You may have heard already about the Omega-3 Index Test, a self-administered test, that indicates the omega-3 levels in your red blood cells with just a small brick in your finger.
But how do those omega-3 levels translate to your furry family member? Did you know that omega-3 levels can be measured for pets as well?
What does the Omega-3 Index indicate?
The Omega-3 Index is an indicator whether you are consuming sufficient omega-3s. Dr. Bill Harris, the co-founder of the Omega-3 Index Test, explains that a low Omega-3 Index correlates with a higher risk of cardiac death, while a high level is ideal for maintaining a healthy heart.
A level above 8% is considered optimal. A recent global study has shown that most of the world’s population has a level below 4%.
Whether these levels are the same for pets requires further research. However, one thing that we do know for sure is that just like their owners, pets’ bodies are unable to produce omega-3s naturally and these essential fatty acids are equally important for our furry friends.
Are commercial pet diets rich in Omega-3s?
Many commercial pet diets are rich in omega-6 and the recommended ratio between omega-6 and omega-3s are not always achieved. This often leads to low omega-3 levels among pets, which can cause allergies and cardiovascular problems, influence bone & joint functions, as well as brain development, and leads to one of the most seen issues with pets, a dry and itchy fur and skin.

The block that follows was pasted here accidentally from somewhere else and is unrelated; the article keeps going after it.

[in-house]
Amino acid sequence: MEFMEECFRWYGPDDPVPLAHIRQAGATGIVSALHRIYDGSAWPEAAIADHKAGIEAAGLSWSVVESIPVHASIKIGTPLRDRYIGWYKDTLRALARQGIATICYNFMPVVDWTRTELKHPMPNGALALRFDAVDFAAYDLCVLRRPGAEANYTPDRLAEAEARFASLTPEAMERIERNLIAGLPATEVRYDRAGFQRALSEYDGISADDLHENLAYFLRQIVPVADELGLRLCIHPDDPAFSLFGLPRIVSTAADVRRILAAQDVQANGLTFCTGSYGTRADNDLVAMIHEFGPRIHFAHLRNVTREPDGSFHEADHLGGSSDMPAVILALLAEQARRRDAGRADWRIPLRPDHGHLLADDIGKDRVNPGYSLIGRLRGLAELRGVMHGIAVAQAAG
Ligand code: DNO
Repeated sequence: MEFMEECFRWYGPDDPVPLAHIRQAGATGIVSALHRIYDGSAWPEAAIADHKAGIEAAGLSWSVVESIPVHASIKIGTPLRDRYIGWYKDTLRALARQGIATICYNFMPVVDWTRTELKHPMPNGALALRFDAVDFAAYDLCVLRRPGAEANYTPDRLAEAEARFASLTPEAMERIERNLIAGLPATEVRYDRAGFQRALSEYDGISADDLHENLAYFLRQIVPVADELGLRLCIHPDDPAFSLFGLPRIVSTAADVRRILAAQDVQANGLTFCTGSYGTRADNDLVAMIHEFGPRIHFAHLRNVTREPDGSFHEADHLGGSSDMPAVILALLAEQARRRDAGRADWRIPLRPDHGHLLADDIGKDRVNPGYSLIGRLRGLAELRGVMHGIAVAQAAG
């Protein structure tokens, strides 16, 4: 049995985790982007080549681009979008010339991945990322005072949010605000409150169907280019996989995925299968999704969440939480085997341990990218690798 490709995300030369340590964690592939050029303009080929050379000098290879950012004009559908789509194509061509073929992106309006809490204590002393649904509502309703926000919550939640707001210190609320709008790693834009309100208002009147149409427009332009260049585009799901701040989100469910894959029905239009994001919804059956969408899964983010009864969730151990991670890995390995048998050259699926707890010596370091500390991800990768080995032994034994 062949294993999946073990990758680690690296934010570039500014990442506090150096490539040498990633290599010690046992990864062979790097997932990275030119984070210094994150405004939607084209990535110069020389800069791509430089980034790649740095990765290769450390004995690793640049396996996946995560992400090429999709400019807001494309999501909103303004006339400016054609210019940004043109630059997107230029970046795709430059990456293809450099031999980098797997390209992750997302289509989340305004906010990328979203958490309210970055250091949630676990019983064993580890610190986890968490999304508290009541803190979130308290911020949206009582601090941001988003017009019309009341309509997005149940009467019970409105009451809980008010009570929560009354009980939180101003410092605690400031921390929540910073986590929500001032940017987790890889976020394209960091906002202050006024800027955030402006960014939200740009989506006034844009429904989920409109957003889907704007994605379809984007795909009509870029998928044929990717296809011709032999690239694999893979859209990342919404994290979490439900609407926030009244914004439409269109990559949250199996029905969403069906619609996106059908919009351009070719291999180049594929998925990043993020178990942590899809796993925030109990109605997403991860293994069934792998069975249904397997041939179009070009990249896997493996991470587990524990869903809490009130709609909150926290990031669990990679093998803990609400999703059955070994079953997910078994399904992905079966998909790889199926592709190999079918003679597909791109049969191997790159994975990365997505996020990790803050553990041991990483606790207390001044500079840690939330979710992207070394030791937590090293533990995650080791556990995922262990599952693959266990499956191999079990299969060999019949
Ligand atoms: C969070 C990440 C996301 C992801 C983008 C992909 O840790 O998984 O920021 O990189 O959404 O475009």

A commonly recommended ratio in pet food of omega-6s and omega-3s is 5:1. A description of the ratio of omega-6s to omega-3s on pet food packaging can help pet parents to make the right choices for their pets and decide whether additional omega-3 supplementation may be required.
Could the inclusion of krill omega-3s in pet food be the solution
One way of ensuring that pets obtain sufficient omega-3 fatty acids through their regular diet is to include krill meal in pet food formulations.
The increase of the Omega-3 Index was seen in a 6-week study, where a fish and a krill meal group were compared. The group of dogs that received a diet with 8% krill inclusion had an Omega-3 Index increase of 63%. Moreover, blood choline levels increased significantly in the krill meal group only.
In another study with 5 weeks of 8% krill meal inclusion in diets for Alaskan huskies prior to the 2016 Iditarod dogsled race – a thousand mile endurance exercise known to induce muscle damage and inflammation – showed that the 40% increase of the Omega-3 Index in the krill group decreased muscle damage and inflammation when compared to the control group.